The title sounds more exciting than the story actually is. Nathan found an Opera press release announcing the company will use Google as the “default search partner for the mobile browsers: Opera Mobile and Opera Mini.”
Niall Kennedy breaks the news that Google is getting ready to offer a feed reader API to allow third-party developers to build new views of feed data on top of Google’s backend.
The new APIs will allow aggregator developers to build new views and interactions on top of Google’s data…Google may offer public access to the feed API as early as next month.
Over at the Oodle Blog, Craig Donato comments on Google’s decision to insert “jump” pages between search results and classified listings.
It will be interesting to see how this is received by the folks that provide GoogleBase with a feed. Oodle and other vertical search engines (SimplyHired, Indeed) made an explicit decision not to do this. We follow traditional search engine etiquette and send traffic directly to the listing from the results page.
Certainly a worrying decision. Why in the world would Google want to insert a jump page? Perhaps a chance to add ads down the road?
Computerworld speculates that Microsoft and Yahoo! may be teaming up to compete against Google in the search space.
Citing Microsoft employee Ian McAllister’s recent blog post, it certainly appears that Yahoo! could be an unnamed potential partner as MS and Yahoo! look to slow Google’s rapid expansion and rising market share. ComputerWorld also suggests that the partner, instead of Yahoo!, may be a major Internet Service Provider as the post notes.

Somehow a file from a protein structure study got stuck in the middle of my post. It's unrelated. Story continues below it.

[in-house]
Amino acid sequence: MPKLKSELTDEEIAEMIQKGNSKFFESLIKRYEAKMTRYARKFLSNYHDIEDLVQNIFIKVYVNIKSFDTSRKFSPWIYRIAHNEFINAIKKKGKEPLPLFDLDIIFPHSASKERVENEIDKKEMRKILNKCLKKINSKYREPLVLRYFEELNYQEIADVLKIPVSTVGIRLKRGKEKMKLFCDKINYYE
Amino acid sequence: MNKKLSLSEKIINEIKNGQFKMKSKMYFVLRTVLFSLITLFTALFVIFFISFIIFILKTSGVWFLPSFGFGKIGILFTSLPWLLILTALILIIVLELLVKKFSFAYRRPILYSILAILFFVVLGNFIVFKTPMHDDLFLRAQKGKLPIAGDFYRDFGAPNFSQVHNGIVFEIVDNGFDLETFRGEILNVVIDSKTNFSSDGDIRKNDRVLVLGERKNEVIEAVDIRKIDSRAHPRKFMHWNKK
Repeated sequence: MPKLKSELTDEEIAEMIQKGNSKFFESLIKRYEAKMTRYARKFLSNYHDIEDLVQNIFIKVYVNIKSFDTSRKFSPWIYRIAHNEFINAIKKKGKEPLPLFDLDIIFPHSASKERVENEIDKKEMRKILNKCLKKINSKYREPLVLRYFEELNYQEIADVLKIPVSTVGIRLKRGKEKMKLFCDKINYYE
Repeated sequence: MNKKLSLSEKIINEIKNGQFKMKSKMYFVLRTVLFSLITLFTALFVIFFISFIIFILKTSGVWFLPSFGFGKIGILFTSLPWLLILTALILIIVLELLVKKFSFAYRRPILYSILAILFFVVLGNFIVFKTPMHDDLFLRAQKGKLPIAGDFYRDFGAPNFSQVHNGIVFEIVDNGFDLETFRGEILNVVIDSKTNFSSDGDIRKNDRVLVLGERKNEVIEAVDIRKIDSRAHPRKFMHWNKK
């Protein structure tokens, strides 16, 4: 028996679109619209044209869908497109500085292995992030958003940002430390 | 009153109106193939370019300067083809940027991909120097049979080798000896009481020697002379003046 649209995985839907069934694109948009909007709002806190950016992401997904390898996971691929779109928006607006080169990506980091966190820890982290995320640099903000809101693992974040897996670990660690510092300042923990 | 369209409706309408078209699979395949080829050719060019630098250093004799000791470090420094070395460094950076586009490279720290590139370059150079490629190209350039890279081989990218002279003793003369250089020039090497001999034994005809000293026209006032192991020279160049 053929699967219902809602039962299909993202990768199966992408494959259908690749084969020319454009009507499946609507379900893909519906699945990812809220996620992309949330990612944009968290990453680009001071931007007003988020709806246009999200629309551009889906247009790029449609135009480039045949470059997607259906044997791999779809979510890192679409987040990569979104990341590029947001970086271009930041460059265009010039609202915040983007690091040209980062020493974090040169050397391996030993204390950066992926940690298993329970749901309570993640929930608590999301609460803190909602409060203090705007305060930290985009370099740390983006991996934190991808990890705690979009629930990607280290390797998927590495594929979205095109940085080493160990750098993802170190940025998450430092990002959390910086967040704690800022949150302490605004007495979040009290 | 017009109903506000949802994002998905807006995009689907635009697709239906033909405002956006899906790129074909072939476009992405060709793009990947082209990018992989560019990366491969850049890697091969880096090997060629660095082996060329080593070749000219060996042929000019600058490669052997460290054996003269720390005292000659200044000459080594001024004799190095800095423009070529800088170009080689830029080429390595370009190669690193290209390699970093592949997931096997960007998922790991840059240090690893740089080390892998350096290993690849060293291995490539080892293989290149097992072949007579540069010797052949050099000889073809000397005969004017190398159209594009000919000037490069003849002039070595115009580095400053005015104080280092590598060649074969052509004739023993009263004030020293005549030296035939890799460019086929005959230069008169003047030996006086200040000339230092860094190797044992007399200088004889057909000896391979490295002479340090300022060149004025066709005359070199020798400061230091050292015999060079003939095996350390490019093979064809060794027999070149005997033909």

I’ll copy Ian’s blog post, as it doesn’t appear to be something that would likely stick around for too long.
“Whoa! A Major Player Looks To Take Google Down A Peg
“…begun late last month to enhance the connections between authors and their fans – and to sell more books – with author blogs and extended personal profile pages on the company’s online bookstore site. So far, Amazon has recruited a group of about a dozen authors, including novelists, writers of child care manuals and experts on subjects as diverse as real estate investing, science, fishing and the lyrics of the Grateful Dead.”
Microsoft, Google, and Kai-Fu Lee have reached a settlement that all parties have agreed upon.
For those that may not know…
“Lee had worked at Microsoft since 2000 and helped develop its MSN Internet search technology, including desktop search software rivaling Google’s. Lee joined Google in July to lead the search engine’s expansion into China…”
Must be nice having two of the largest and most competitive companies in the world fighting over you.
On a sidenote to this, I have heard direct reports from other publishers that YPN is providing a solid 200% revenue comparison, in some markets, compared to Google’s AdSense. Which, if this is accurate, is one sure-fire way to take market share pretty significantly away from Google, though at an obviously greater expense.
It’s nice to see competition for the independent (and maybe not-so-independent) publishers out there.
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